Oxalis Acetosella. Wood Sorrel.

Description: Natural Order, Oxalidaceae. These plants are low herbs, growing in shady woods, with slender and weak stems about six inches high, on the summit of which are three leaflets of an ob-cordate shape, with broad and rounded lobes. The flowers grow on slender scapes a little longer than the leaf-stalks, a single nodding flower to each; sepals five, persistent; petals five, white, delicately vined with purple, and a yellowish base; stamens sixteen and monodelphous; styles five and separate, blooming in June. The species STRICTA is much more common than the acetosella. The stem in it is somewhat branched; leaves numerous, and often folding up in the heat of the day; flowers small, chrome yellow, and borne in small umbels, blooming the whole summer. Both species have an agreeable acid taste; and from the fact that oxalic acid can be obtained from them, the technical name oxalis has been given to them. But this acid does not exist in the plant in its natural state, and can not be obtained except as the herb is caused to undergo fermentation, or decomposed with potassa solution, when binoxalate of potassa is obtained; or else treated with nitric acid, as in the manufacture of oxalic acid from sugar, starch, and similar organic substances. (See section 32, Therapeutics; and Amygdalus communis.)

Properties and Uses: This herb, freshly gathered, is well bruised in a mortar, and then subjected to strong pressure. The juice thus obtained is put in shallow earthen dishes, and evaporated in the sun. A soft extract is thus obtained without any fermentation whatever; whence this extract in no sense resembles oxalic acid, as Newton and some others have asserted. This extract makes a powerful application in the treatment of cancer; and many reliable reports have from time to time been made in which scirrhus was eradicated quite effectually by plasters of this article. The application of it causes much suffering, which may be mollified by admixture with extract of taraxacum; but it unquestionably has a decided power in causing the ejection of the cancerous deposits, ("roots,") and promoting the healing of such degenerate sores. Mixed with cerate or other unguent, it is equally powerful in arousing old and truly indolent ulcers into vital action. The usual procedure in all these cases, is to apply once a day a plaster of the extract, as free from mollifying combination as the case will admit, and continue it as long as the patient can well endure; and then to remove it, and apply some simple emollient salve. Rumex acetosella is used for the same purposes, and possesses properties nearly identical with this oxalis; and the extract of these plants constitutes the basis of probably three-fourths of the marvelous "cancer-cures" with which such a large portion of mankind is steadily humbugged, and some preparation of arsenic makes up the remaining one-fourth.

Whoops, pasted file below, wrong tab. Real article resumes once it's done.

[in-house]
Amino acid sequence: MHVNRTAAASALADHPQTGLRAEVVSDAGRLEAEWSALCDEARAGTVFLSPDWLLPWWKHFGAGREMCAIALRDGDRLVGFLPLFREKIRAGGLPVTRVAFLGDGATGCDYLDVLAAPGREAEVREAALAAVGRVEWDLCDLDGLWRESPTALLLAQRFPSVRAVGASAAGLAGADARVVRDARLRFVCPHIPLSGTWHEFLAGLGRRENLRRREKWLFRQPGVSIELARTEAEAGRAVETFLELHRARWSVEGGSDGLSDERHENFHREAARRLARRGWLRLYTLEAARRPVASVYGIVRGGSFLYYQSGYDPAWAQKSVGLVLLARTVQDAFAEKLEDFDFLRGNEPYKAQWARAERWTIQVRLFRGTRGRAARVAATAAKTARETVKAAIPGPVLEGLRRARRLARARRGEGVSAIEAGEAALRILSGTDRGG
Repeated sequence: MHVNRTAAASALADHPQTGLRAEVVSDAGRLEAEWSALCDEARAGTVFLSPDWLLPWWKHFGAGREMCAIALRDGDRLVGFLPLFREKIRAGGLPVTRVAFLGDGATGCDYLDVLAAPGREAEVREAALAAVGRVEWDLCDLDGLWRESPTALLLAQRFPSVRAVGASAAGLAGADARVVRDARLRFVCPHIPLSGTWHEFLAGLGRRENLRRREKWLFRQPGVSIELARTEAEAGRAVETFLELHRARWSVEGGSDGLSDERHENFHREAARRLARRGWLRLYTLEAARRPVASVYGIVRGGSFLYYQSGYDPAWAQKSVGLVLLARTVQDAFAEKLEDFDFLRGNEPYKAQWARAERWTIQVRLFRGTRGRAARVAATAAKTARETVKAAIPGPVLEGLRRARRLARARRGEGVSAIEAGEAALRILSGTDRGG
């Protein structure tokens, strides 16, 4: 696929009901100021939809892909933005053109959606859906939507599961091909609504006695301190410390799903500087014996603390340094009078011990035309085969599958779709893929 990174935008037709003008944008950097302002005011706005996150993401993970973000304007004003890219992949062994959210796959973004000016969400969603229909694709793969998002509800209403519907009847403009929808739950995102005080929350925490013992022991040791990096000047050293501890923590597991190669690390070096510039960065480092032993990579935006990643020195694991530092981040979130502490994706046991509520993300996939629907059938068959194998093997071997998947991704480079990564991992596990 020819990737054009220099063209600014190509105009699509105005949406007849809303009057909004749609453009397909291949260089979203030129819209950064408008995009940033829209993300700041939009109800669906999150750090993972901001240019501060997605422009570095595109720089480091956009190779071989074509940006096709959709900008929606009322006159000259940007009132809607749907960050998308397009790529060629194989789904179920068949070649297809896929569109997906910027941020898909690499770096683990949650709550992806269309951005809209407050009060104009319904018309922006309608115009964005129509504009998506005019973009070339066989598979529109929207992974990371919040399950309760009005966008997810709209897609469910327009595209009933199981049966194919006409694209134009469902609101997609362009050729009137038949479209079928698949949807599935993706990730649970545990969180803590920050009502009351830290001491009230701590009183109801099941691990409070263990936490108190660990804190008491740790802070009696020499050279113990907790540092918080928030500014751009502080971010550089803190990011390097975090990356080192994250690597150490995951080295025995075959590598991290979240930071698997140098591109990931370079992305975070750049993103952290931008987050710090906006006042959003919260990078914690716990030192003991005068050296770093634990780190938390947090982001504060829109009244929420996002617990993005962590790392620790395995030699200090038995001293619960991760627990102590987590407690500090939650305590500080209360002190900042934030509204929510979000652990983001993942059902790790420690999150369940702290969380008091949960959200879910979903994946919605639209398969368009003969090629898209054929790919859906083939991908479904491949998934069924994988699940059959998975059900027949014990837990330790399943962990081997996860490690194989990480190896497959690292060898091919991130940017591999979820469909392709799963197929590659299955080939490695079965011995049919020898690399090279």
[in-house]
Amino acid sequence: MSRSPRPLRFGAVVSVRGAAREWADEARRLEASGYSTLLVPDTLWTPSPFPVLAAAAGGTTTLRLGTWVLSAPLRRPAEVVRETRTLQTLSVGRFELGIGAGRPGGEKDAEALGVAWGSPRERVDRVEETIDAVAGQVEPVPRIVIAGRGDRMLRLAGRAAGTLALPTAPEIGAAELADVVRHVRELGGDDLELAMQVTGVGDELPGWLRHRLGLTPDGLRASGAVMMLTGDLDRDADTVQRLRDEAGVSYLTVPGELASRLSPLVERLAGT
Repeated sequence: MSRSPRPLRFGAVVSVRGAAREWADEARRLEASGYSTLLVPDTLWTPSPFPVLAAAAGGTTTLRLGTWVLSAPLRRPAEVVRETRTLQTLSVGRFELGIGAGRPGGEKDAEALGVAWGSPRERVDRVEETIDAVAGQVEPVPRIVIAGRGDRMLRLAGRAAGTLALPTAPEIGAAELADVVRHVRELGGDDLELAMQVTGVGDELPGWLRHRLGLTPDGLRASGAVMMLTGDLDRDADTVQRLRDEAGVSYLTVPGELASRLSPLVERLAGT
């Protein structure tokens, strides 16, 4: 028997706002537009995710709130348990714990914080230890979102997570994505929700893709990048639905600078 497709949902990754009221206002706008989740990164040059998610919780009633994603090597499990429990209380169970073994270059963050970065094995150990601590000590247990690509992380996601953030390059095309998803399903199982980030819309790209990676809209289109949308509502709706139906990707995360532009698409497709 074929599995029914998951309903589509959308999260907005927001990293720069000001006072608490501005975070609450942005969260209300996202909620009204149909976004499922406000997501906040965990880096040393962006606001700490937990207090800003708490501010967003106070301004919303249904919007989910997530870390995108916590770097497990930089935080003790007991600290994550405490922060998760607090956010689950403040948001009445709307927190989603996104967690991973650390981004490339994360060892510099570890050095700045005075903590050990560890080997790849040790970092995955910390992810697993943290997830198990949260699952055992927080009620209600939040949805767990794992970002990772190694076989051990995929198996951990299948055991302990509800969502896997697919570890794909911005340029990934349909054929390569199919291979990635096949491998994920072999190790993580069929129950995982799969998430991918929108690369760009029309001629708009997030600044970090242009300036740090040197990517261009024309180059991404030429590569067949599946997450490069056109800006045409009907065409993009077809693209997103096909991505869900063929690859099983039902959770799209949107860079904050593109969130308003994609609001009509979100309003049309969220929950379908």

The Physiomedical Dispensatory, 1869, was written by William Cook, M.D.
It was scanned by Paul Bergner at http://medherb.com